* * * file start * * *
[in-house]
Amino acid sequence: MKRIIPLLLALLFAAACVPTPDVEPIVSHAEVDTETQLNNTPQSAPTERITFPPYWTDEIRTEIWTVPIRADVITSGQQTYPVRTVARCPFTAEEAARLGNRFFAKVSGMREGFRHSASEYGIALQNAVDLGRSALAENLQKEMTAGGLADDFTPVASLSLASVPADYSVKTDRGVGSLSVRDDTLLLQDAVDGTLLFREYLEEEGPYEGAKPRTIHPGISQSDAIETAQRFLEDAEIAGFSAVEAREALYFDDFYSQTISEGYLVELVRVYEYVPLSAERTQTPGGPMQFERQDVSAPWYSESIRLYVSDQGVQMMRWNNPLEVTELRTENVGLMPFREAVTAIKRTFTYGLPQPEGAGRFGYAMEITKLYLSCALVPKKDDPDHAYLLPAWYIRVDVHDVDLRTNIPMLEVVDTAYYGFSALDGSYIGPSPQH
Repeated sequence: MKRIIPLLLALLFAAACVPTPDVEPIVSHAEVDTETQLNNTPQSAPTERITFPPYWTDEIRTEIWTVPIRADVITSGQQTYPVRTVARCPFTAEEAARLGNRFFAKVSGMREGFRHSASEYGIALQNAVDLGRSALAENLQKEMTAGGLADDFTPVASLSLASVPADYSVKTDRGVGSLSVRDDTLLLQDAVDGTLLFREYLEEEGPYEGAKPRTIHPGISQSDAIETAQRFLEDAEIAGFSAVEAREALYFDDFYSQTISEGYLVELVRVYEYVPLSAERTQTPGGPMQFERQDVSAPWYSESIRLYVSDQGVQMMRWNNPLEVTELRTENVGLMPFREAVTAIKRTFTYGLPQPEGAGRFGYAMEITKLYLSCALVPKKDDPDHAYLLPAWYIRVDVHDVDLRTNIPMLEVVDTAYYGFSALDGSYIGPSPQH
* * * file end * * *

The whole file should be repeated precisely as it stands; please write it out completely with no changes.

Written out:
[in-house]
Amino acid sequence: MKRIIPLLLALLFAAACVPTPDVEPIVSHAEVDTETQLNNTPQSAPTERITFPPYWTDEIRTEIWTVPIRADVITSGQQTYPVRTVARCPFTAEEAARLGNRFFAKVSGMREGFRHSASEYGIALQNAVDLGRSALAENLQKEMTAGGLADDFTPVASLSLASVPADYSVKTDRGVGSLSVRDDTLLLQDAVDGTLLFREYLEEEGPYEGAKPRTIHPGISQSDAIETAQRFLEDAEIAGFSAVEAREALYFDDFYSQTISEGYLVELVRVYEYVPLSAERTQTPGGPMQFERQDVSAPWYSESIRLYVSDQGVQMMRWNNPLEVTELRTENVGLMPFREAVTAIKRTFTYGLPQPEGAGRFGYAMEITKLYLSCALVPKKDDPDHAYLLPAWYIRVDVHDVDLRTNIPMLEVVDTAYYGFSALDGSYIGPSPQH
Repeated sequence: MKRIIPLLLALLFAAACVPTPDVEPIVSHAEVDTETQLNNTPQSAPTERITFPPYWTDEIRTEIWTVPIRADVITSGQQTYPVRTVARCPFTAEEAARLGNRFFAKVSGMREGFRHSASEYGIALQNAVDLGRSALAENLQKEMTAGGLADDFTPVASLSLASVPADYSVKTDRGVGSLSVRDDTLLLQDAVDGTLLFREYLEEEGPYEGAKPRTIHPGISQSDAIETAQRFLEDAEIAGFSAVEAREALYFDDFYSQTISEGYLVELVRVYEYVPLSAERTQTPGGPMQFERQDVSAPWYSESIRLYVSDQGVQMMRWNNPLEVTELRTENVGLMPFREAVTAIKRTFTYGLPQPEGAGRFGYAMEITKLYLSCALVPKKDDPDHAYLLPAWYIRVDVHDVDLRTNIPMLEVVDTAYYGFSALDGSYIGPSPQH